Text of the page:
Iran is shrinking the maintenance budget for Bushehr

Iran is shrinking the maintenance budget for Bushehr

Senior officials at the Atomic Energy Organization of Iran (AEOI) complained of the shrinking budget allocated to the Bushehr nuclear power plant.

The head, deputy head, and spokesman for AEOI criticized the government, saying the budget allocated to the plant in southern Iran is so low that it endangers the future of the nuclear reactor.

The Energy Ministry “pays peanuts” for electricity produced at Bushehr, AEOI and former Foreign Minister Ali Akbar Salehi declared last February 23. “For each kilowatt per hour of electricity produced at Bushehr, the Ministry pays half a cent but exports electricity for nine cents,” he said.

Speaking at a technical seminar, Salehi added, “The electricity produced at Bushehr reactor is bought for $40 million, while the annual budget needed for running the plant is $120 million. There’s a deficit of $80 million for which we don’t know how to compensate.”

Iran is currently suffering from an acute economic crisis and has been unable to issue a budget for the upcoming Iranian fiscal year. U.S. economic sanctions have divided Iran’s oil exports, which provide the hard currency needed for government operations.

AEOI spokesman Behrooz Kamalvandi says that given the budget allocated to Bushehr, the fate of Iran’s only nuclear power plant now hangs in the balance.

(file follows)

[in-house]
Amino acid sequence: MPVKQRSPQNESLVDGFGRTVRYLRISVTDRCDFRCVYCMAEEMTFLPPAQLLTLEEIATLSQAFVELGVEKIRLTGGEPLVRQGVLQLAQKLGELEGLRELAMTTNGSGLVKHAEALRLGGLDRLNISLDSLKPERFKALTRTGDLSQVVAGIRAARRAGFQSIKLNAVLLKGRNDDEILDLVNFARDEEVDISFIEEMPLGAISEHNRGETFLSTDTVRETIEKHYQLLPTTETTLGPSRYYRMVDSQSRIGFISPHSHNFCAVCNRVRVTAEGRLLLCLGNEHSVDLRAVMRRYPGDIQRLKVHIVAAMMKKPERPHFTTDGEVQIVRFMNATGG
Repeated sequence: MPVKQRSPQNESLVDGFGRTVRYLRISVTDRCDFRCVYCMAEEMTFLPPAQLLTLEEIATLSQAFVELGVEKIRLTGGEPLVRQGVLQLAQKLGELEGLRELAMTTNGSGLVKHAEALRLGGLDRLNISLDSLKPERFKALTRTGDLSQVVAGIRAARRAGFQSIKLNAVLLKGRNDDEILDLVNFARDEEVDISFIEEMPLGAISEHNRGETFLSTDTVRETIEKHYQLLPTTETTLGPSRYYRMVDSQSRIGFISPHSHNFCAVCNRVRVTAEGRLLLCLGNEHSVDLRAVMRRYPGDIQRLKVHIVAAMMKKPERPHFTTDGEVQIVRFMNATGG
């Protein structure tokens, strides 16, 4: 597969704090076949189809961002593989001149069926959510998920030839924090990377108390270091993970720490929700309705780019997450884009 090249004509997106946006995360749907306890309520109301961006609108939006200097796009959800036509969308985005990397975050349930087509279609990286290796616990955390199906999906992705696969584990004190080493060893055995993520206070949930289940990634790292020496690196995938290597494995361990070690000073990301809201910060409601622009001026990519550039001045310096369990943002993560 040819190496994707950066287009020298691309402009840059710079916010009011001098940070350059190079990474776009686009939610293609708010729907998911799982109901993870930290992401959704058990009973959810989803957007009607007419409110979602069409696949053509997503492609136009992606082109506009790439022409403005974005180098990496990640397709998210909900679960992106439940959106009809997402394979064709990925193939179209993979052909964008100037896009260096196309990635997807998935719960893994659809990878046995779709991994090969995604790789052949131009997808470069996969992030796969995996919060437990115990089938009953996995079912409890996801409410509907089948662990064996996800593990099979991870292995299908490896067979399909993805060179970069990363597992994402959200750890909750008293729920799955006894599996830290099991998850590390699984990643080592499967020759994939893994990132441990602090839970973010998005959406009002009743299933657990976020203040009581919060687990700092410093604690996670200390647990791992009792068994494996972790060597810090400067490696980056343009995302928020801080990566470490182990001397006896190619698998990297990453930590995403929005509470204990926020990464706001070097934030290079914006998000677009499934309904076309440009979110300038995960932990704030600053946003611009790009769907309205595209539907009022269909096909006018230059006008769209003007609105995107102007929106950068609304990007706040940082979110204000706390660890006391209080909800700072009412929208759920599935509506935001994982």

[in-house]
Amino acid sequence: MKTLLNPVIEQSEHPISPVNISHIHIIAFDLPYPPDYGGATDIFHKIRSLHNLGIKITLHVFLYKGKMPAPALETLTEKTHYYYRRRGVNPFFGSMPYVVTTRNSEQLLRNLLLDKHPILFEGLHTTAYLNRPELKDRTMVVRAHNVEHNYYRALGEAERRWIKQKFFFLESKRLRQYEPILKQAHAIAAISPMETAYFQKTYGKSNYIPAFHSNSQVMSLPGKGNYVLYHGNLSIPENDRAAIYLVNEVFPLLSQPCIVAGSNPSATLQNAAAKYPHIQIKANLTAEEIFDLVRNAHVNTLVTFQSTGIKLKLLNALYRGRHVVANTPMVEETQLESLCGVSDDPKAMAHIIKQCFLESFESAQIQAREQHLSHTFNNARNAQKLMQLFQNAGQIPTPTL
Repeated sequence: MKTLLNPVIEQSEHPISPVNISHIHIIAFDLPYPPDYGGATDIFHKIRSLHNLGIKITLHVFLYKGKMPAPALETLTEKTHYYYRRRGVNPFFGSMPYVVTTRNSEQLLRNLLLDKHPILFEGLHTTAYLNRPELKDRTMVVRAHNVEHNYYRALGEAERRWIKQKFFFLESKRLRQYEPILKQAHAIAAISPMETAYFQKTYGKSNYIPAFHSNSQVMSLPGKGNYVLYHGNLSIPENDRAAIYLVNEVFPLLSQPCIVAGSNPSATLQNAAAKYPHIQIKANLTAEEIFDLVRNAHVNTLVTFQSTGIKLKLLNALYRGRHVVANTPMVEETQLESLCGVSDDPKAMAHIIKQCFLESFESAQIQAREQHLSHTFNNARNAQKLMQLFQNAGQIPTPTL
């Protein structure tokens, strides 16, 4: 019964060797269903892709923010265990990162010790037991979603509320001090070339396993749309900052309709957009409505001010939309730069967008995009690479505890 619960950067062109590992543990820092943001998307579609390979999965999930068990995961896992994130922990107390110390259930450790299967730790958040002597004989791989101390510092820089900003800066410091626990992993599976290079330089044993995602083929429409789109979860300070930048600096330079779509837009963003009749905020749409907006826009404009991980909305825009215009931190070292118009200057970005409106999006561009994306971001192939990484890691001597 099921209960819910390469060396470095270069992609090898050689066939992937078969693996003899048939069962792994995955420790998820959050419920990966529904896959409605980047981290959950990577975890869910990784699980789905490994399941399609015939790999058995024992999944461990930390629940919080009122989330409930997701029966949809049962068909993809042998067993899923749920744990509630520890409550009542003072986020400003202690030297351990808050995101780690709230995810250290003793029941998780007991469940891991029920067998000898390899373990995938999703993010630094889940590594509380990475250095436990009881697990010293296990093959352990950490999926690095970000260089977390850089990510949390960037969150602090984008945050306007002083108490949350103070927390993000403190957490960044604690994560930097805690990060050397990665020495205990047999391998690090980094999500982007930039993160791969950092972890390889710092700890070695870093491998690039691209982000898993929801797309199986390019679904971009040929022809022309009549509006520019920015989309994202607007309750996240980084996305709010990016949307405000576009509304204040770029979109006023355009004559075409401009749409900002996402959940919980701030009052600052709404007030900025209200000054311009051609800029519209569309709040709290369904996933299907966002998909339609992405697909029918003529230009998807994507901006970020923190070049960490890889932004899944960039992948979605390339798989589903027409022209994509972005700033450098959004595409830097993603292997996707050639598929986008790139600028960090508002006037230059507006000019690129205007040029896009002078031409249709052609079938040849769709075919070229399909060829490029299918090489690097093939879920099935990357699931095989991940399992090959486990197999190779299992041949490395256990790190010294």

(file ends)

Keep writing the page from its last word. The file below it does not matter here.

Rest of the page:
Bushehr’s construction started during the reign of Shah Mohammad Reza Pahlavi in 1975 by Kraftwerk Union, a Siemens company, along with several other German firms. Following the downfall of the monarchy, work on the nuclear reactor ground to a halt.

Abbas Khalatbari, a veteran Iranian diplomat and former foreign minister was executed in April 1979 for charges that included signing a contract with Germany for the power plant’s construction.

However, in 1988, Russia signed a contract with Iran to complete the project.

After years of delays, the power station finally went online and was connected to Iran’s national grid in September 2011, generating electricity at 40 percent capacity. The plant reached its maximum power generation capacity of 1,000 megawatts in August 2012.

Iranian officials described Bushehr as a “loss-making” project. But, in reality, the government pays a small price for electricity generated by the reactor and then makes more than $500 million profit from exporting it.

About Author

Arnaud Lefevre

Arnaud Lefevre is the Chief Executive Officer of Dynatom International. Arnaud is in charge of the international development of the business portfolio.